Wednesday, September 2, 2015

Regulations Begin To Take Pesticides Out of Medical and Recreational Weed

By David Downs
Wed, Sep 2, 2015 at 10:53 AM

click to enlarge DAVID DOWNS
  • David Downs
Medical cannabis growers’ great reckoning with pesticides has begun. 

States that have passed strict rules around pesticide use and mandated testing are rejecting and destroying batches that fail legal standards. We’ve seen it happen in Maine, in Colorado, and now, Nevada.

The Las Vegas Sun reported Tuesday that dispensaries face delays opening due to a shortage of clean buds in Nevada. Growers are failing strict lab tests, mainly for pesticides, but also for heavy metals and pathogens. Growers are losing tens of thousands of dollars per failed batch, leading to supply shortages at the state’s two open dispensaries, and delays in further dispensary openings.


Nevada mandates full lab testing for pesticides, pathogens, and heavy metals with very low tolerances. California lags behind — with no state-level mandatory testing or lab standards.

“A lot of these cultivators were growers in California and they haven't had to scrutinize what they've been selling," one Nevada cultivator told the Sun.

Here is the Nevada Department of Agriculture’s list of acceptable pesticides

Draft legislation pending in California calls for “at a minimum, … [testing for] potency, pesticides, mold, and other contaminants."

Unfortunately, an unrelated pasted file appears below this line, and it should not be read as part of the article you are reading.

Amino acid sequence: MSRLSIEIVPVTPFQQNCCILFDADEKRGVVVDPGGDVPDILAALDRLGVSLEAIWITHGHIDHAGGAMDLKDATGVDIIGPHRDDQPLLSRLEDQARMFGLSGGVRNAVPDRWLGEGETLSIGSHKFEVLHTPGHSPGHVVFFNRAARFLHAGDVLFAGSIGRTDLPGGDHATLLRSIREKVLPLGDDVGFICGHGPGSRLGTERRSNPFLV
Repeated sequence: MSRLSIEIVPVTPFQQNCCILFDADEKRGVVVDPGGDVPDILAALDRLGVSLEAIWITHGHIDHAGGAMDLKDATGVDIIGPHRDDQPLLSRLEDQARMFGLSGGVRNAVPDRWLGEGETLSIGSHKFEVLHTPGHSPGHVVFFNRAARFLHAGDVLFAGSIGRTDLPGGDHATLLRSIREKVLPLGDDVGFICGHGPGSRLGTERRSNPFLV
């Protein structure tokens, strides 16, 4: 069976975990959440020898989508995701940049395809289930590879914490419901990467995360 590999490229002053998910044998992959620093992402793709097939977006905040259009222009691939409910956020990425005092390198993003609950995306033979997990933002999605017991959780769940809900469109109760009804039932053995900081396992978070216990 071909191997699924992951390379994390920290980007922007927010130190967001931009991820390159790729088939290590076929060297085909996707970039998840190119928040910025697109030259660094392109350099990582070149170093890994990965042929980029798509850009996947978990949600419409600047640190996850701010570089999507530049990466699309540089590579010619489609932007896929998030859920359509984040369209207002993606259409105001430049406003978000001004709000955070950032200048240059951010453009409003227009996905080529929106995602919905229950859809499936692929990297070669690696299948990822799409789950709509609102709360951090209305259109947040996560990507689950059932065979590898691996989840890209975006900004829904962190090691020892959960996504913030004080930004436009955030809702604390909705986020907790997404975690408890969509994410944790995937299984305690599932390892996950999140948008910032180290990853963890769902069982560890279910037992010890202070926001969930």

Numerous reports indicate that California's medical crop is laden with pesticides. Experts such as Jorge Cervantes attest to it, and limited data is damning.Two of three samples failed pesticides screenings at an FDA lab in 2009 in Los Angeles. One sample had 1,600 times the allowable limit, the other, 85 times. Oregon is currently selling pesticide-laden pot to patients, The Oregonian reports.

A mature pot plant can be worth as much as $5,000, and pests can destroy thousands of them in a matter of days. With stakes that high, some growers are doing whatever it takes to protect their investments, reports VICE.
Burning the plant does not destroy pesticides, either. In one study, 65 percent of pesticides on the plant transferred into the smoke. “Chemical residues present on cannabis will directly transfer into the mainstream smoke and ultimately the end user.”

Rampant pesticide use might also compromise long-term studies of the health effects of marijuana, experts say. People smoking pesticides might be at higher risk from illness than those who smoke clean bud. 

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